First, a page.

Please note the lack of symmetry in the face, the bulbous noses,
the dilated pores over the forehead and chin. Undesigned, natural women.
(Only Ever Yours by Louise O’Neill)
Body image is an issue which plays a prominent role in the lives of people of all ages, but which is of particular concern to teenage girls. 70% of teenage girls have reported being dissatisfied with their body , and body image was listed as the third highest area of concern for females in Mission Australia’s 2015 youth survey, with 37.4% citing it as a major concern (compared with 13.1% of males).
There is a lot of pressure from society to look a certain way. This is particularly targeted at girls and women, who are bombarded with images by the media to make themselves into the ‘perfect body’. Girls receive these messages from a young age and they contribute towards the pressure to fit in and conform.
Young adult fiction provides a space to explore these issues. It also provides a space to present female characters with different body types, including characters who may have a perfectly healthy relationship with their body, in spite of not fitting society’s mould of what a ‘perfect’ girl should look like.
Louise O’Neill’s Only Ever Yours paints a disturbing picture of a dystopian future where girls all are designed and raised to be future companions or courtesans. Women are terminated before they start to show the effects of aging. This is a world where women are of no value in and of themselves – their value is to either pleasure men or give them sons – or, if rejected, be left to indoctrinate the girls of the future. The only thing which matters (aside from being obedient and pliable) is looking ‘pretty’, with a strong emphasis on being skinny and having a hatred of fat. Messages are pumped throughout the girls’ rooms during the night to reinforce these priorities. ‘I am a good girl. I am pretty. I am always happy-go-lucky.’ The novel examines what happens when girls’ entire sense of self-worth and future prospects are tied up in the way they look. The girls take pills to stop them gaining weight and are subject to regular weigh-ins. The protagonist, freida (girls are so unimportant that even their names aren’t worthy of capitalisation) reflects, ‘Fat women are ugly. Old women are ugly.’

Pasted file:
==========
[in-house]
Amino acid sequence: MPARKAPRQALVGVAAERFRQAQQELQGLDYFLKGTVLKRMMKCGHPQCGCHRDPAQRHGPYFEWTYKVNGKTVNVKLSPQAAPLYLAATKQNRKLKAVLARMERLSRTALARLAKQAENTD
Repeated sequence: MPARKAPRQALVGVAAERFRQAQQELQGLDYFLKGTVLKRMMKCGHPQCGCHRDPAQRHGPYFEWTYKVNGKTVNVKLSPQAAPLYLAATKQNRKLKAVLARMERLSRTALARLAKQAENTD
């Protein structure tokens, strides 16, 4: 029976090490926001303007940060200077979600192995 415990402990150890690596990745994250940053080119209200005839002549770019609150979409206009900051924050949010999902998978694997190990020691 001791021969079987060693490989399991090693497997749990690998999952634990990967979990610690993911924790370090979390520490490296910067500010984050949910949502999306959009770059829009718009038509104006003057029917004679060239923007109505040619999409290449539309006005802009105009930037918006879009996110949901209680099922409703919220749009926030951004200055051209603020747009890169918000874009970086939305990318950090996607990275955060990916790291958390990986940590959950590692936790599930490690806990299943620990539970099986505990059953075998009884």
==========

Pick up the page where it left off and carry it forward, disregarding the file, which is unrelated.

Freida has significant body image issues due to the way she has been ‘raised’ – and in particular the competitive nature of her environment. Each day she looks at her face in the mirrored walls of her room. ‘I do this every morning, a part of me hoping that I’ll have been magically transplanted into a different body during the night…That I’ll wake up and be paler, thinner, different. Better.’ When the Personal Stylist Program asks freida how she would like to improve herself, freida’s first response is, ‘A complete re-design would be nice’.
Another example of an environment where there is a strong emphasis and value placed on physical appearance is Tiny Pretty Things by Sona Charaipotra and Dhonielle Clayton. Tiny Pretty Things is a novel which centres on the lives of three female ballet school students. It shows the pressure of the ballet world and the narrow image of the ideal body for a dancer. Unsurprisingly there is a large focus on appearance and the pressure to have the perfect ballerina body. This leads to a competitive aspect that’s not related just to dancing or technical skill but to image, and this ties into issues of weight and of race.
Two of the main characters, Gigi and June both feel the effects of the struggle to reach the top because they don’t fit into the ‘ideal ballerina’ mould as persons of colour. Gigi says, ‘After one month here at school, the first major casting makes me feel my skin colour like a fresh sunburn. I’m the only black ballerina aside from a little one…’ Comments and assumptions are made about Gigi and June’s place in the school based on their race. From June’s point-of-view, she thinks, ‘Try being the only half-Asian ballerina. Not quite right anywhere…And Mr.K’s just predictable enough to put minorities in ethnic roles…But my face isn’t Asian enough to join them. And I wouldn’t want to. I want to be as far away from them as possible.’ However, in spite of the pressures from teachers and other students both Gigi and June are determined to stay, to claim their place in the ballet world.